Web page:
Although the culture vessel or filling bodies may consist entirely of PVF and PVB, they will usually consist of a base structure of metal, glass or plastics material with a thin overlayer of PVF and/or PVB. Preferably, such a thin overlayer is produced by bringing the base structure into contact with a solution of PVF and/or PVB and evaporating, or allowing the solvent to evaporate.
The process of the invention is suitable for preparing biological substances by cultivating cells which produce the substance as an endogenous protein or as a recombinant protein. By the term "biological substance" is intended any natural substance or recombinant protein which can be produced by expression of a heterologous gene in a transfected anchorage-dependent eukaryotic cell line. To this end, e.g., a mammalian cell which has been transformed by a gene coding for a foreign protein can be cultivated on the PVF and/or PVB culture surface in a protein-free medium and the protein isolated and purified in known manner after the end of the cultivation. Examples of such biological substances are, but are not limited to, e.g., t-PA, EPO, hGH, ICAM-1, human lung surfactant proteins such as, e.g., SP-B, SP-C, metabolites, hormones, interleukins or inteferons.
The process of the invention is suitable for the production of viruses or vaccines, whereby cells (especially Vero cells) infected with virus (e.g., Poliovirus, Adenovirus, BVD), are cultivated on the PVF and/or PVB culture surface in protein-free medium, and after cultivation the virus isolated and worked up by known methods.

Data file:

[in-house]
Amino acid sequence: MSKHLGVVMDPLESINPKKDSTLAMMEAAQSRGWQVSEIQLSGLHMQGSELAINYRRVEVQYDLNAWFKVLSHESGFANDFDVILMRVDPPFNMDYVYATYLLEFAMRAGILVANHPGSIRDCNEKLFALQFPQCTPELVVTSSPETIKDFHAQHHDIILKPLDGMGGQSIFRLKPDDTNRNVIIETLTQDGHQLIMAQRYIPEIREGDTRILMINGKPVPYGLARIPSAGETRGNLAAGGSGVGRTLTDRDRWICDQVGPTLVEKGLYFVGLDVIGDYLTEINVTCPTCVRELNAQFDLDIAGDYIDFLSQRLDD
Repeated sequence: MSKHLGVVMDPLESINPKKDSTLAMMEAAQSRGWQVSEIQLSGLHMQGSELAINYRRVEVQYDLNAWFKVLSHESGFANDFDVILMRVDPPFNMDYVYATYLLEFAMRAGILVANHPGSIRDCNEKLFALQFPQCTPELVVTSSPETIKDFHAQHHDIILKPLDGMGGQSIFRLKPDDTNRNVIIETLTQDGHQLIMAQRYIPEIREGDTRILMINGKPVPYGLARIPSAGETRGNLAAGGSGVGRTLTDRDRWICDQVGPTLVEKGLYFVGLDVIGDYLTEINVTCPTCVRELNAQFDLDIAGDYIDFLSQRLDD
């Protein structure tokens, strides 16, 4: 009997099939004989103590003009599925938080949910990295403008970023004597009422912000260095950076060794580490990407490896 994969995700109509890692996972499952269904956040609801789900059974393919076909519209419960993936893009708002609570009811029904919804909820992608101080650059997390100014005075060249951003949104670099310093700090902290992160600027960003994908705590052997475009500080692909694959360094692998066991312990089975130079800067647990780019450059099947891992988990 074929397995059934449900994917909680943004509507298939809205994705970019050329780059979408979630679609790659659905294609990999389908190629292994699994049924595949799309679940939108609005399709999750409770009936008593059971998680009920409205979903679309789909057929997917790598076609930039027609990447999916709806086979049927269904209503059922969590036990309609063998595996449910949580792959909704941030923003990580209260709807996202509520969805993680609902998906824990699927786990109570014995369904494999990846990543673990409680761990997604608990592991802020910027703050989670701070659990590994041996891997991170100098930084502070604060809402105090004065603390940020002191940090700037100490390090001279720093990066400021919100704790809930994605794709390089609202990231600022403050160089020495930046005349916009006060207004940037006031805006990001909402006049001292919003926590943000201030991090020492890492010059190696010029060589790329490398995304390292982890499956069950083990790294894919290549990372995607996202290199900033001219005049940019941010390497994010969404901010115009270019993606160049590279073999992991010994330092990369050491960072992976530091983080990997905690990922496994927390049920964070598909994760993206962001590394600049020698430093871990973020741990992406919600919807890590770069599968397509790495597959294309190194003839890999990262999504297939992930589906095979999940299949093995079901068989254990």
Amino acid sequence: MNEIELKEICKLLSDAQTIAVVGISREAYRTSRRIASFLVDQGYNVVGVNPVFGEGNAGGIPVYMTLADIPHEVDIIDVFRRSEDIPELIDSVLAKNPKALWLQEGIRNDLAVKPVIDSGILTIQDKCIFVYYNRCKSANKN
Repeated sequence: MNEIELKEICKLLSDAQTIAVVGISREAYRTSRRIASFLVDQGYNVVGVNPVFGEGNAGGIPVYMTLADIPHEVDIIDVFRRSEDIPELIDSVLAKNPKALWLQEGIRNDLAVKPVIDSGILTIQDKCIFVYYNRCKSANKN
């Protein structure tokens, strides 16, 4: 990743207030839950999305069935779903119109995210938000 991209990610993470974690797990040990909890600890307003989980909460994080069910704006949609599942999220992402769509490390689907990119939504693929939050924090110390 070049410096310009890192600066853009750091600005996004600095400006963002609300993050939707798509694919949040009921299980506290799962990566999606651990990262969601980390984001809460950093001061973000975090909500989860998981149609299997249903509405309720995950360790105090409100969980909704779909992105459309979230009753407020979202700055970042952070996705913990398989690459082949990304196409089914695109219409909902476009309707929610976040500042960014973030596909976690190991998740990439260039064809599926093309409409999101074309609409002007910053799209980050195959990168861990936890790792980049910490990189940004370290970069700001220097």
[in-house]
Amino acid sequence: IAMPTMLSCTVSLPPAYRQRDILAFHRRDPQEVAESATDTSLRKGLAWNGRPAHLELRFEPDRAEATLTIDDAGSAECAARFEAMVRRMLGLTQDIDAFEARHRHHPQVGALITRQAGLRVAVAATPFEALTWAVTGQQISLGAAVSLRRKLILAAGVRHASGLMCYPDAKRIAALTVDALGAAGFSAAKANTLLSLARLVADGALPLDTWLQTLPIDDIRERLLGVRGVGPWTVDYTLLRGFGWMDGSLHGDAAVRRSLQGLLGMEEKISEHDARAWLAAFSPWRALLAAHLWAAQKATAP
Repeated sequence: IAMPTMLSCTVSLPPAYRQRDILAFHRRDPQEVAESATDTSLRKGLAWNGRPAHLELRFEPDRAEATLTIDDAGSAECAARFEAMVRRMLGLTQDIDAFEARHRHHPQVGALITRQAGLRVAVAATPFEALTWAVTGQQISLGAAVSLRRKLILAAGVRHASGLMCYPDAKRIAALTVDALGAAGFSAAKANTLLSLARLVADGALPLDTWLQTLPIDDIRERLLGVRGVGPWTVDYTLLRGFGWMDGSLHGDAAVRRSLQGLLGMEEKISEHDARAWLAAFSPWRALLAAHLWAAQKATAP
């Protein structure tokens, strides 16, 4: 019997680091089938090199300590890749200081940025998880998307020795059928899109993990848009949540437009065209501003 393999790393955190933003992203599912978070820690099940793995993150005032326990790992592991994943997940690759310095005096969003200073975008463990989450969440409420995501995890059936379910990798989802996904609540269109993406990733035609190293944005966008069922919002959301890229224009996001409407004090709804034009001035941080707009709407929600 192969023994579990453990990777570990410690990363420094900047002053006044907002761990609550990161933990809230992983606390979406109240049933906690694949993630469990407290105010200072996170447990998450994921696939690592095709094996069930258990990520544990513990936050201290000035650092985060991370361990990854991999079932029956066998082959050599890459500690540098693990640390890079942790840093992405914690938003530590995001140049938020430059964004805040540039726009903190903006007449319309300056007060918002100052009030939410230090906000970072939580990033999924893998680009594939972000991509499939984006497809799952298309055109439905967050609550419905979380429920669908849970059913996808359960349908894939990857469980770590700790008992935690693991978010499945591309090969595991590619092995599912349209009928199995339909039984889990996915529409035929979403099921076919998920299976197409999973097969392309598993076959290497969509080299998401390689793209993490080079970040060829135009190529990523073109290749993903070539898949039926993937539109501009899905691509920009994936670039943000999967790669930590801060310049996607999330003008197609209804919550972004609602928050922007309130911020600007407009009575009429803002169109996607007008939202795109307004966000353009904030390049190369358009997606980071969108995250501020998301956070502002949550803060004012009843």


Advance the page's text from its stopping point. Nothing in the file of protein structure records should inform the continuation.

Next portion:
The following examples are illustrative, but not limiting, of the methods and apparatuses of the present invention. Other suitable modifications and adaptations of the variety of the conditions and parameters normally encountered in the field of cell culture technology, which are obvious to those of skill in the art, are within the scope of this invention.
A polyvinylformal solution was obtained by dissolving pulverized polyvinylformal (PVF, FIG.1) (Formvar®; Monsanto Company, Texas, USA) in acetic acid in various concentrations of 1 to 20 mg/ml. The resulting solutions were applied in amounts of 5 ml or 3 ml respectively to the culture surfaces of 25 cm2 PS-TC culture flasks (Falcon, Heidelberg, FRG, and Greiner, Nurtingen, FRG) and dishes (Greiner, Nurtingen, FRG); after 2 minutes the solution was decanted. The flasks were kept for 24 hours in a laminar flowhood, in order to evaporate the residual acetic acid. Thereafter, the flasks were washed with double distilled water and used either immediately or up to three months thereafter, for cell cultivation.
The negative charge density of the surface of the vessels was measured by cationic dye (crystal violet) binding (described by Maroudas; Kovar and Franek, Biotechnol. Lett. 9:259-264(1987); Maroudas, N. G., J. Cell. Physiol. 90:511-520 (1976)).